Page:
So, the idiot banker.
You’re going to have to narrow it down, Nicholas, I hear you say. Hehe.
(NB. This is not me laughing at my own joke, just to be clear. That would be crass. That’s you laughing at my joke. It was pretty funny, to be fair.)
The particular idiot banker I’m referring to in this instance is the one I’d identified to help me work out what deals Tamara was looking at – thus allowing me to report the details back to my old boss, thus allowing him to spot any possible malfeasance on her part (ideally with the added bonus of an outsized financial gain for me somewhere down the line).
This banker and I go way back – he used to come in to pitch deals to Tamara and me when we were still associates, i.e. before she was promoted several pay grades above her abilities. Clearly she’s far too important to talk to a lowly VP like him these days; but his boss is now her new best friend, which means he’s bound to know what’s occurring.
So how did I intend to extract this information from this guy, I hear you say? Oh, don’t ask silly questions. For a start, as everyone in this industry knows, a banker will give you chapter and verse on his mother’s underwear preferences if he thinks there might ultimately be a fee in it for him. Plus he had no reason to think I wouldn’t already know.
In other words, I had the three things a buyout guy loves most: access, information asymmetry, and leverage.
Now you won’t find many people with a good word to say about bankers these days. And I can understand that. I used to be one, after all. But you have to remember: it’s hard not being a buyout guy. It’s hard not having the ability to make the world a better place through the transformative power of aggressive financial engineering. So I feel some sympathy for them. Well, I say sympathy; more like pity.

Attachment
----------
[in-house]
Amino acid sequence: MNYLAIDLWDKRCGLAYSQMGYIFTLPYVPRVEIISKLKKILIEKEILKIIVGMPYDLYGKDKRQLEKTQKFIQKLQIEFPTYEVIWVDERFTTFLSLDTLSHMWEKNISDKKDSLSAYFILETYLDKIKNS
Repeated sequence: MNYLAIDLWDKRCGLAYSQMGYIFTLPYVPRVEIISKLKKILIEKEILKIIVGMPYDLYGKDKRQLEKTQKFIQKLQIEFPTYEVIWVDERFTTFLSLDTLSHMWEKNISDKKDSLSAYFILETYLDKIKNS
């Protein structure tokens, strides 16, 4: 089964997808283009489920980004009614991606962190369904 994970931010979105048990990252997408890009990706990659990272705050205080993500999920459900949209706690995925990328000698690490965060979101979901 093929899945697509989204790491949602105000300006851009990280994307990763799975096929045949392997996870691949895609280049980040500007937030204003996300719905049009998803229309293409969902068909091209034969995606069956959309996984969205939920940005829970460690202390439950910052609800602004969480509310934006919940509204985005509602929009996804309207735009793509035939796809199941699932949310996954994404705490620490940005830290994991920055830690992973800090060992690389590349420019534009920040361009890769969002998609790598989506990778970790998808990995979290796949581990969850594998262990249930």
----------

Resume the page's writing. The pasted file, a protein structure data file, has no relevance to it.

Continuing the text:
Anyway, I’ll say this for bankers: if you want someone to buy you a load of drinks and be fabulously indiscreet about matters of great financial import, there’s absolutely nobody better. (The next time someone starts trying to lecture you about bankers’ greed, selfishness, amorality and superficiality, make sure you point this out; it’ll set the harshest cynic straight.)
So I called up this guy and agreed to meet him for some Krug. For the sake of argument, let’s call him Mike (not least because that’s his name, and it’ll get confusing otherwise).
“Nicky! How are you? It’s been ages! Hearing great things about that olive oil business of yours…”
This is what I like about this guy: he knows a brilliant deal when he sees one.
“Nicholas… Yes, too long. And you’re not wrong: it’s a doozy.” (NB. This is my new favourite word)
“And great news about Tamara, too, right? I have to say: I always thought she was going places.”
Unfortunately, he’s also a very bad judge of people.
Anyway, I was of course charming, and witty, and peppered him with questions about the market that I knew would flatter his ego. And sure enough, before last orders, he was singing like a canary. A canary full of Krug.
(OK, so as interrogations go, it wasn’t exactly Jack Bauer in Guantanamo. But it definitely wasn’t as easy as I made it look.)
What’s that? What’s she working on? Well I can’t tell you that, obviously. This is the big league: careless talk costs lives. (To quote Henry Kravis: I could tell you, but then I’d have to kill you. Or was it the guy from Top Gun? Definitely one or the other.)
Suffice to say that it’s the kind of standard, predictable fare that you’d expect from a red-brick plodder like Tamara. Even I’d struggle to shoot the lights out with this lot.